No school like the old school

When compared to some of the EGM Crew, I’m admittedly kind of slow on the Indie uptake. Something that helps motivate me to take notice of the latest Indie darling that’s burning up the popular forums, though, is when it’s dripping with nostalgia from my 2D-game upbringing. The latest offering that fits that bill is a result of the one-man development wrecking crew that is Thomas Happ and Axiom Verge.

The action-adventure shooter puts players in the lab coat of a scientist named Trace. When one of his experiments accidentally triggers an explosion in the lab, Trace is knocked unconscious. Upon waking up, he finds himself on an alien world that proves to be quite hostile—and he has no recollection of what happened after the blast. Trace must now explore this unfamiliar landscape in the hopes to not only piece together his fractured memory but also find a way back home.

Trace’s story isn’t the centerpiece of Axiom Verge, though. In fact, it’s far from it. I only ever got small nibbles of the carrot that is solving the issue of Trace’s mysterious appearance on this alien planet, and many questions remained unanswered in the process of my playthrough. Normally, this would have me pulling my hair out. I’d be ready to come up with any number of loose connections to fit together what little plot I came across, filling in the blanks and creating a coherent timeline in my mind as best I could. Instead, Axiom Verge reminded me time and again, through its novel twists on stereotypical gaming devices and old-fashioned design, that the story is never the focus here—it’s always on the gameplay.

Axiom Verge is like a love letter to the original Metroid. It’s exploration tempered by a healthy dose of shooting all kinds of alien life-forms with a pinch of platforming, a wide assortment of weapons, and just enough narrative hooks to keep pushing you forward. Collecting a cornucopia of items that would open up more of the ever-expanding map, lengthening Trace’s health bar, or beefing up the various bioweapon blasters he comes across was a thrill as I watched my completion percentage climb. Deducing the patterns of gargantuan bosses with pixel precision became more and more of an obsession as I played, flashing me back to my childhood and the great gun battles of my gaming glory days. This is as solid a gameplay base as it gets.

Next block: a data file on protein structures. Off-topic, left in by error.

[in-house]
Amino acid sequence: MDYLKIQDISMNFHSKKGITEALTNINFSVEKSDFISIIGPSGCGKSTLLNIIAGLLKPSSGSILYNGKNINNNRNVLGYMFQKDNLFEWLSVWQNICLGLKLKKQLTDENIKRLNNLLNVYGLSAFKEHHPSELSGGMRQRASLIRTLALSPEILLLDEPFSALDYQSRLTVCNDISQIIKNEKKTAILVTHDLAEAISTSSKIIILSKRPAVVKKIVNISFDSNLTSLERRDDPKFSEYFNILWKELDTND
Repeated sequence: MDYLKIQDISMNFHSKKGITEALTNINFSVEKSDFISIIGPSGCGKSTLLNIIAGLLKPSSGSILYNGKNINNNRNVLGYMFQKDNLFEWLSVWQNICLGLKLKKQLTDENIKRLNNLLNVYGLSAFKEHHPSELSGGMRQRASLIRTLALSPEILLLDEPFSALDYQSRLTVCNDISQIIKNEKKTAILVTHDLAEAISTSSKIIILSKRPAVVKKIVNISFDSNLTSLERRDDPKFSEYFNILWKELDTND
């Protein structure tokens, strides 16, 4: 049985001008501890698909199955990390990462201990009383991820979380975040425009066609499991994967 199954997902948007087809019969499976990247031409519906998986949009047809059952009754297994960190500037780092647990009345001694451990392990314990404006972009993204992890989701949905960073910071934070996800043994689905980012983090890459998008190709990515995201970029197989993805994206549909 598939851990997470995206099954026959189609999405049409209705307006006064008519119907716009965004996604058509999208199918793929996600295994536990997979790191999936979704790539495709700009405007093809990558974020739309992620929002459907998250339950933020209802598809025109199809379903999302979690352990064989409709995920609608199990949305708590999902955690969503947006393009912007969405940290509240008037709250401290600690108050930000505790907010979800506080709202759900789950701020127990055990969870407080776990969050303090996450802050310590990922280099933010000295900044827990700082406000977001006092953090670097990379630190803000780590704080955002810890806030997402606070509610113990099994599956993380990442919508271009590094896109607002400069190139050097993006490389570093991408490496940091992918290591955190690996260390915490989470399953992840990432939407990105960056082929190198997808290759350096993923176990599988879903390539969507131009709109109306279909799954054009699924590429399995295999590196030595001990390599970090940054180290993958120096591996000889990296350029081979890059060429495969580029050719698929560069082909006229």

In some aspects, however, Axiom Verge tries too hard to stay true to its gaming roots, and it could’ve take a page from other modern games in the genre to deliver a more pleasant overall experience. A prime example? The map system. The game would’ve been well served to include some sort of marker feature that I could’ve used to remind me the location of items I missed or areas I wanted to explore so that I could more efficiently plan my paths—especially considering the sheer size of the world.

A fast-travel system would’ve been welcome as well, because once I reached the 12-hour mark and collected around 80 percent of the items, I got really tired of schlepping back and forth across a map that features more than 700 unique rooms, gunning down the same enemies over and over. In fact, I pushed forth with the endgame sequence before hitting that magical 100-percent mark to prevent what had been a wonderful adventure up to that point from starting to feel like too much of a grind.